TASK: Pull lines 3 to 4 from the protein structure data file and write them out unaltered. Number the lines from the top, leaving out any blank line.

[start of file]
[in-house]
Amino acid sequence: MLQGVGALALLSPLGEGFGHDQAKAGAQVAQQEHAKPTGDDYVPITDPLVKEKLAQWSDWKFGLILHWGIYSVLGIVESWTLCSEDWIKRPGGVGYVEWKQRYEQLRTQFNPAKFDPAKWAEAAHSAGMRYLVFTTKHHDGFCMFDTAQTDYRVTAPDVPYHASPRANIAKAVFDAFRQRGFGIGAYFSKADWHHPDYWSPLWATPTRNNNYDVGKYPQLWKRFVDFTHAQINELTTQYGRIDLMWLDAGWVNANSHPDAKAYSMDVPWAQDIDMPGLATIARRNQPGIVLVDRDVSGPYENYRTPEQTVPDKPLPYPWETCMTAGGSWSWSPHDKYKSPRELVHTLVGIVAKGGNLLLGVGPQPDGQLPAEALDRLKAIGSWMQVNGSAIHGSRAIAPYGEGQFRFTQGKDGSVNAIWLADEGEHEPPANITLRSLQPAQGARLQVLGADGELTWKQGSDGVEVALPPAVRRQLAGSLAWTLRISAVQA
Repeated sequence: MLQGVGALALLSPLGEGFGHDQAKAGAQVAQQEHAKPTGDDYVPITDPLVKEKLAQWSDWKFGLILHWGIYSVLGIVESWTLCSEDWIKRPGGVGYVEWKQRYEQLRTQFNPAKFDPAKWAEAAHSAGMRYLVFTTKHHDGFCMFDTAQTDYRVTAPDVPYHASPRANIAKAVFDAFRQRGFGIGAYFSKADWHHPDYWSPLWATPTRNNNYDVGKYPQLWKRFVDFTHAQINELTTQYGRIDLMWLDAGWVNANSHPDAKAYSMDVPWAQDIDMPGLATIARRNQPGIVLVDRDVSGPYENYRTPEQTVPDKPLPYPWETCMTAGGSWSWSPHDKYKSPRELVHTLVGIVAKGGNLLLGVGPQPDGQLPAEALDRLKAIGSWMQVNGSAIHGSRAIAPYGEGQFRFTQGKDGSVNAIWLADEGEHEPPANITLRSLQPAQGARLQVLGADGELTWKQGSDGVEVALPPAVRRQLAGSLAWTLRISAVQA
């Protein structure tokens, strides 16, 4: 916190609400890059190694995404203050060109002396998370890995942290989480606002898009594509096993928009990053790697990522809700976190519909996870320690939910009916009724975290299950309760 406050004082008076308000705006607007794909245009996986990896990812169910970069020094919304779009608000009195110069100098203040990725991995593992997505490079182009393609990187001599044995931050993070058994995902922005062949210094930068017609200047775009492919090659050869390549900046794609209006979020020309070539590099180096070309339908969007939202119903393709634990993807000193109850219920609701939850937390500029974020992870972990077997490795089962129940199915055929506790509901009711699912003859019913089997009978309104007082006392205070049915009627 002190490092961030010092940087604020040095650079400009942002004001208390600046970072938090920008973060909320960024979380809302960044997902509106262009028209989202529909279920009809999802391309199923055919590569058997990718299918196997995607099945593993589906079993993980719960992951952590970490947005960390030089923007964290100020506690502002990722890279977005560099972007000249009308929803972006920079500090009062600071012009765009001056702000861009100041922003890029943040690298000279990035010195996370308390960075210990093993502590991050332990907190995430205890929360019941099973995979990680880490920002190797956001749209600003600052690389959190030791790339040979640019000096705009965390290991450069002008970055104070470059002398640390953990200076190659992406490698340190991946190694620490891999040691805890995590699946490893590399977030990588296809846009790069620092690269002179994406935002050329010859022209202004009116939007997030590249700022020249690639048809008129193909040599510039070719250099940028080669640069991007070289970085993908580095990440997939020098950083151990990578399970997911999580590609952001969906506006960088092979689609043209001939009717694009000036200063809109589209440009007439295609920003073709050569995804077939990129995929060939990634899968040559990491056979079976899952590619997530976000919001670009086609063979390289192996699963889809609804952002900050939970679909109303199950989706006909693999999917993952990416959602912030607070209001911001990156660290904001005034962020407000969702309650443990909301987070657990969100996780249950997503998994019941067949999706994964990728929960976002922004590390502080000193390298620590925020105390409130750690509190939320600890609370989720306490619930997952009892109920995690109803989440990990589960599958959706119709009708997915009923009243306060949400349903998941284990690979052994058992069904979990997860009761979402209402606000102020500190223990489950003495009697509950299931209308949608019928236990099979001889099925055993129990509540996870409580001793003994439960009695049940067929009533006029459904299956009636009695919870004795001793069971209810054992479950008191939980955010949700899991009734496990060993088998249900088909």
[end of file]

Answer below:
Repeated sequence: MLQGVGALALLSPLGEGFGHDQAKAGAQVAQQEHAKPTGDDYVPITDPLVKEKLAQWSDWKFGLILHWGIYSVLGIVESWTLCSEDWIKRPGGVGYVEWKQRYEQLRTQFNPAKFDPAKWAEAAHSAGMRYLVFTTKHHDGFCMFDTAQTDYRVTAPDVPYHASPRANIAKAVFDAFRQRGFGIGAYFSKADWHHPDYWSPLWATPTRNNNYDVGKYPQLWKRFVDFTHAQINELTTQYGRIDLMWLDAGWVNANSHPDAKAYSMDVPWAQDIDMPGLATIARRNQPGIVLVDRDVSGPYENYRTPEQTVPDKPLPYPWETCMTAGGSWSWSPHDKYKSPRELVHTLVGIVAKGGNLLLGVGPQPDGQLPAEALDRLKAIGSWMQVNGSAIHGSRAIAPYGEGQFRFTQGKDGSVNAIWLADEGEHEPPANITLRSLQPAQGARLQVLGADGELTWKQGSDGVEVALPPAVRRQLAGSLAWTLRISAVQA
């Protein structure tokens, strides 16, 4: 916190609400890059190694995404203050060109002396998370890995942290989480606002898009594509096993928009990053790697990522809700976190519909996870320690939910009916009724975290299950309760 406050004082008076308000705006607007794909245009996986990896990812169910970069020094919304779009608000009195110069100098203040990725991995593992997505490079182009393609990187001599044995931050993070058994995902922005062949210094930068017609200047775009492919090659050869390549900046794609209006979020020309070539590099180096070309339908969007939202119903393709634990993807000193109850219920609701939850937390500029974020992870972990077997490795089962129940199915055929506790509901009711699912003859019913089997009978309104007082006392205070049915009627 002190490092961030010092940087604020040095650079400009942002004001208390600046970072938090920008973060909320960024979380809302960044997902509106262009028209989202529909279920009809999802391309199923055919590569058997990718299918196997995607099945593993589906079993993980719960992951952590970490947005960390030089923007964290100020506690502002990722890279977005560099972007000249009308929803972006920079500090009062600071012009765009001056702000861009100041922003890029943040690298000279990035010195996370308390960075210990093993502590991050332990907190995430205890929360019941099973995979990680880490920002190797956001749209600003600052690389959190030791790339040979640019000096705009965390290991450069002008970055104070470059002398640390953990200076190659992406490698340190991946190694620490891999040691805890995590699946490893590399977030990588296809846009790069620092690269002179994406935002050329010859022209202004009116939007997030590249700022020249690639048809008129193909040599510039070719250099940028080669640069991007070289970085993908580095990440997939020098950083151990990578399970997911999580590609952001969906506006960088092979689609043209001939009717694009000036200063809109589209440009007439295609920003073709050569995804077939990129995929060939990634899968040559990491056979079976899952590619997530976000919001670009086609063979390289192996699963889809609804952002900050939970679909109303199950989706006909693999999917993952990416959602912030607070209001911001990156660290904001005034962020407000969702309650443990909301987070657990969100996780249950997503998994019941067949999706994964990728929960976002922004590390502080000193390298620590925020105390409130750690509190939320600890609370989720306490619930997952009892109920995690109803989440990990589960599958959706119709009708997915009923009243306060949400349903998941284990690979052994058992069904979990997860009761979402209402606000102020500190223990489950003495009697509950299931209308949608019928236990099979001889099925055993129990509540996870409580001793003994439960009695049940067929009533006029459904299956009636009695919870004795001793069971209810054992479950008191939980955010949700899991009734496990060993088998249900088909």